and the function is continuous. The results are shown below
in cell B12. The top line of the form shows the function integrated,
the method of integration, and the number of observations used
for the integration. The cells in row 11 show the variable
of integration and the range of integration. The range of integration
is set in the function form.
For the example, the integral can be computed
The result of Simpson's rule is quite accurate
and the accuracy can be improved by choosing a larger number
of integration steps.
The Monte Carlo alternative is invoked by clicking the appropriate
button on the dialog. We enter 100 as the number of integration
steps, but that number is rounded up to the nearest multiple
of 30, 120 in this case.
For the Monte-Carlo integration method, a fixed number of
observations of the independent variables are randomly selected,
120 in this case. The average objective function value of the
observations multiplied by the range provides an estimate of
the integral, presented shown in cell B18 below. Since the
result is a random variable, we can estimate the standard deviation
of the integral estimate, presented in cell B19. The observations
are considered in samples of 30 to obtain an estimate of the
error of the estimates. Because of the Law of Large Numbers
the mean of the sample means are Normally distributed, so we
use the Normal distribution to provide a confidence limit for
the integral. The confidence level in B21 can be changed by
the user. Formulas in cells C21 and D21 show the range of the
The range of integration is shown in C17 and
D17. These were copied from the cells C3 and D3 in the function
form. The confidence limits are rather wide with only 120 observations.
Estimates with larger sample sizes are shown below. According
the Law of Large Numbers, to decrease the standard deviation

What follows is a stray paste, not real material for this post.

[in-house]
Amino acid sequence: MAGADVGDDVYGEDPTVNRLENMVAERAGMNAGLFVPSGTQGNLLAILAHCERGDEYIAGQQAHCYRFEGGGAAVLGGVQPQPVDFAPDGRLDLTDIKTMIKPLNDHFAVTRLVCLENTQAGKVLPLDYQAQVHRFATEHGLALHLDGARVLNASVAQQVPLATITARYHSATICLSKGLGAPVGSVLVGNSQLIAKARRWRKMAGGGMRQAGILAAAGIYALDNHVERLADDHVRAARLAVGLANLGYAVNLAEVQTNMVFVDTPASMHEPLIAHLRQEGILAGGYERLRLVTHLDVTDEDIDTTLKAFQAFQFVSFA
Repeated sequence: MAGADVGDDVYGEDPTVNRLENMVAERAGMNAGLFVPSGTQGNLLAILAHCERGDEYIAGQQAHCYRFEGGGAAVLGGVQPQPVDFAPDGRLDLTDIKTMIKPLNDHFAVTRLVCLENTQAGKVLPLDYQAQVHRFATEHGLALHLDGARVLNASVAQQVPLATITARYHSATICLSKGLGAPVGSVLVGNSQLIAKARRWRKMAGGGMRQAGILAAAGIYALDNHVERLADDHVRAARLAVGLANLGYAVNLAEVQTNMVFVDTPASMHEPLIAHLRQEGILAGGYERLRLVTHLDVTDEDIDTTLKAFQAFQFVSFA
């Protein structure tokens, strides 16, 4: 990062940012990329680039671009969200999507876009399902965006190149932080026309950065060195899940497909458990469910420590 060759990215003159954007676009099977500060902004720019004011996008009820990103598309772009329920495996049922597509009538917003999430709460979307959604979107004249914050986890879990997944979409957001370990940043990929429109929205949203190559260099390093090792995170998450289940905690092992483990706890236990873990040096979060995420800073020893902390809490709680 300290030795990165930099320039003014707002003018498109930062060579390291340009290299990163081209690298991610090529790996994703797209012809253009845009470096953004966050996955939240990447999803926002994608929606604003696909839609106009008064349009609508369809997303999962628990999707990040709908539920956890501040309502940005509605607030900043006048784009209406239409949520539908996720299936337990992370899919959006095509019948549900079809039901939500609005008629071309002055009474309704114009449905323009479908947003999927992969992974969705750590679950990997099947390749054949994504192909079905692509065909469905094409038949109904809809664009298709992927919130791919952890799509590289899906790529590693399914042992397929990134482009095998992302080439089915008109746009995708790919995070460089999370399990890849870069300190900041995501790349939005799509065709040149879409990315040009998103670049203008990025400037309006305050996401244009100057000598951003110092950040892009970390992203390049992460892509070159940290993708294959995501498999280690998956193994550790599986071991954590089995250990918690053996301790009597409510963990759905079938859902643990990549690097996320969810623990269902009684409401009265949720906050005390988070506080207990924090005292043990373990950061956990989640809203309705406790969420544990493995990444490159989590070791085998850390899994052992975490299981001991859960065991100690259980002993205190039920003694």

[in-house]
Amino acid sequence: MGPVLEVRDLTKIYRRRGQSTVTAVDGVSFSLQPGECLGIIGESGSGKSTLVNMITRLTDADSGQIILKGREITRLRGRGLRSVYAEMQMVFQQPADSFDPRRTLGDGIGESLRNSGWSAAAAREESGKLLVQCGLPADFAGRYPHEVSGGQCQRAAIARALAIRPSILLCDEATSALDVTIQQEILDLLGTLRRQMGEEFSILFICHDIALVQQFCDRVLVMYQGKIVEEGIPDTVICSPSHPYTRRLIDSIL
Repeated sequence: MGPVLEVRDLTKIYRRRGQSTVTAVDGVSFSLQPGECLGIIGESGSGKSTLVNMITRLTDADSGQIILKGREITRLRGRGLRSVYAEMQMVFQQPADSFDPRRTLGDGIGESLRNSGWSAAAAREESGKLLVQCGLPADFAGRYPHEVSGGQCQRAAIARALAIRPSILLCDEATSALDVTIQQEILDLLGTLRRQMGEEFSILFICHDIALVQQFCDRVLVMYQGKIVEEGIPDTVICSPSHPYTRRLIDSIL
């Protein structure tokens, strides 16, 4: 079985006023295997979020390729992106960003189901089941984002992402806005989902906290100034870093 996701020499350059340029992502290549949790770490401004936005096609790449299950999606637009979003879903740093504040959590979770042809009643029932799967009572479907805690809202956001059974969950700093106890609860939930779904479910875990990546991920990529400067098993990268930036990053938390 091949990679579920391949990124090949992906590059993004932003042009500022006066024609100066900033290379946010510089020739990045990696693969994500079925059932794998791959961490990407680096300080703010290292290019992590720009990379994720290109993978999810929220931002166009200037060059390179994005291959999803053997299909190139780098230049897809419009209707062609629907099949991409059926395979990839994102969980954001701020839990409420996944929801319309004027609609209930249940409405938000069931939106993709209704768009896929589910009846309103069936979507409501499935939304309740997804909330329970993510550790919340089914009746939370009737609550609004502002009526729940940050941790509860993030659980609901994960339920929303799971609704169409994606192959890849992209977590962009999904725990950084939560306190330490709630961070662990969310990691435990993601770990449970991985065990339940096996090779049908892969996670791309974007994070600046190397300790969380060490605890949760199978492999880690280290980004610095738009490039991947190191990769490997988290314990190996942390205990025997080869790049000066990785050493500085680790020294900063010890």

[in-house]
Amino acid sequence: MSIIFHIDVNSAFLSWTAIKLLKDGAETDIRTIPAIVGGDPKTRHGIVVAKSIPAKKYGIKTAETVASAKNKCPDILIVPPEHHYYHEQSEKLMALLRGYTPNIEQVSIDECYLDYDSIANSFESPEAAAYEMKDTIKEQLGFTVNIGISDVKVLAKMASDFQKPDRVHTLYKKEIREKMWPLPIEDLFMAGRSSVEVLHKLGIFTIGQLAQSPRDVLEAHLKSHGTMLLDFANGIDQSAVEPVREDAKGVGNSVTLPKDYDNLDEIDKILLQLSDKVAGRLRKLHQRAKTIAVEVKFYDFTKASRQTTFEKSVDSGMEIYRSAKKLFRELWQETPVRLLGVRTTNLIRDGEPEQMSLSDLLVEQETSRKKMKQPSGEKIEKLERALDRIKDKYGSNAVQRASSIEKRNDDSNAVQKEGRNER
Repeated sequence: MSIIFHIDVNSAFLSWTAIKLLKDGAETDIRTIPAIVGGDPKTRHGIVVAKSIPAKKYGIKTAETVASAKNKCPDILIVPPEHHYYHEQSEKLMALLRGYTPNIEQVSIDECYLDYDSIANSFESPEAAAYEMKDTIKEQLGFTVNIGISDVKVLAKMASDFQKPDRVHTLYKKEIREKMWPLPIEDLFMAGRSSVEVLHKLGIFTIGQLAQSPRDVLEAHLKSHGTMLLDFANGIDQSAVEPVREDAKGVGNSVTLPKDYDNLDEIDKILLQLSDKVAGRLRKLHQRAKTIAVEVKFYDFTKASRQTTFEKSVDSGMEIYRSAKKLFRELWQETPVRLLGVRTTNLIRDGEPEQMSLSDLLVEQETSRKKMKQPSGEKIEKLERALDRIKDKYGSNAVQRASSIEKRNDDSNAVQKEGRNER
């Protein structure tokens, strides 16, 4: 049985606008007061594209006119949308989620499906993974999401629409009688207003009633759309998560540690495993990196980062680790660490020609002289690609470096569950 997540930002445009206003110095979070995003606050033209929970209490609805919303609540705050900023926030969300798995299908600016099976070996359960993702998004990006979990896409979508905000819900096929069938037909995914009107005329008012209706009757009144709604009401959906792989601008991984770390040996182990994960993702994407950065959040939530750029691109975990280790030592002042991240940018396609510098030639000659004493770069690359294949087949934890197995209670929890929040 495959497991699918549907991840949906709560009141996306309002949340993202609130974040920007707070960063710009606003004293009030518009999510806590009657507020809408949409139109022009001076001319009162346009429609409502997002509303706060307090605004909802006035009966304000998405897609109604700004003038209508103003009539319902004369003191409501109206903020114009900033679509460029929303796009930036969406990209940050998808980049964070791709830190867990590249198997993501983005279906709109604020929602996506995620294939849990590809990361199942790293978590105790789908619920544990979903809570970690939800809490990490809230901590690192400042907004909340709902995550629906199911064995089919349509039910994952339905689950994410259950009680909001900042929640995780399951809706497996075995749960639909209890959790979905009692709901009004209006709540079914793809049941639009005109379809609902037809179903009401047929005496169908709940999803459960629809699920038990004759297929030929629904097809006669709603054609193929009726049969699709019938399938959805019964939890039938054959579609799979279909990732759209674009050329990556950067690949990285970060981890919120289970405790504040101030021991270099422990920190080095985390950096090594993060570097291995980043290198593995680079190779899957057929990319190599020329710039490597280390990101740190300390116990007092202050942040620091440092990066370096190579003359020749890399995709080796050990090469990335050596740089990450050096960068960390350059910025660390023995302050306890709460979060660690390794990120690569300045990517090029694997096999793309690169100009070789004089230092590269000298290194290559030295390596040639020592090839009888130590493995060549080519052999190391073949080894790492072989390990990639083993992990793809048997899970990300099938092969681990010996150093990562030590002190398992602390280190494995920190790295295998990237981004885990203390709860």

of the estimated mean by a factor of 10 requires an increase
in the sample size by a factor of 100. This is approximately
observed in the example where the standard deviation is 0.0126
for a sample size of 120 and 0.0010 for a sample size of 12,000.
This command computes the moments of the function for
a selected variable. The Moment dialog
sets the location for the display and the function for
the analysis. When the number of variables is greater than
one, the third field indicates the variable for which the
moments are to be determined. All other variables are fixed
to the values set on the function form. The current example
has only one variable.
The moment calculations require an integration
over the range of the variable. The program has three methods
for performing the integration. Since the example has only
one variable we choose Simpson's Rule. The function will
be plotted using the steps entered at the lower right.
The results of the moment analysis
are placed on the worksheet at the specified location. The analysis
computes the values of the function for the number of steps required
and normalizes the results so that the total area for the function
is 1. The first result, Constant, is the area under
the function. We normalize the function by dividing each of the
observations by this constant. Because of the normalization,
the function represents a probability density function. The remaining
lines on the display show the moments for this density function.
The meanings of the values calculated are given on the Moments page
of this section.
The program then evaluates the function at the required number
of steps. The function values are shown in the chart. The values
in the X(1) column are the midpoints of the integration
ranges. For a given range the value of the function, F(x),
is the average of the function values for the several points
that fall in the range. The counts of the number of points in
the the ranges are shown in the Count column.
To optimize the function choose Optimize from
the menu. The dialog presents the option of maximizing
or minimizing and the choice of starting solution. The Demo option
steps through the process with dialog boxes explaining
the sequence of steps in the process. The Run option
performs the search technique, stopping only when one of
the stopping criterion is satisfied. The check boxes select
the information to be displayed on the worksheet.
||The program uses the simple gradient direct
search technique. At each step, the gradient of the function
is numerically estimated. For a maximization, the program searches
for the maximum along the line defined by the gradient. For this
single variable problem, the gradient points toward 0 from any
nonzero starting point. The first line search reaches the point
providing the maximum function value, x = 0.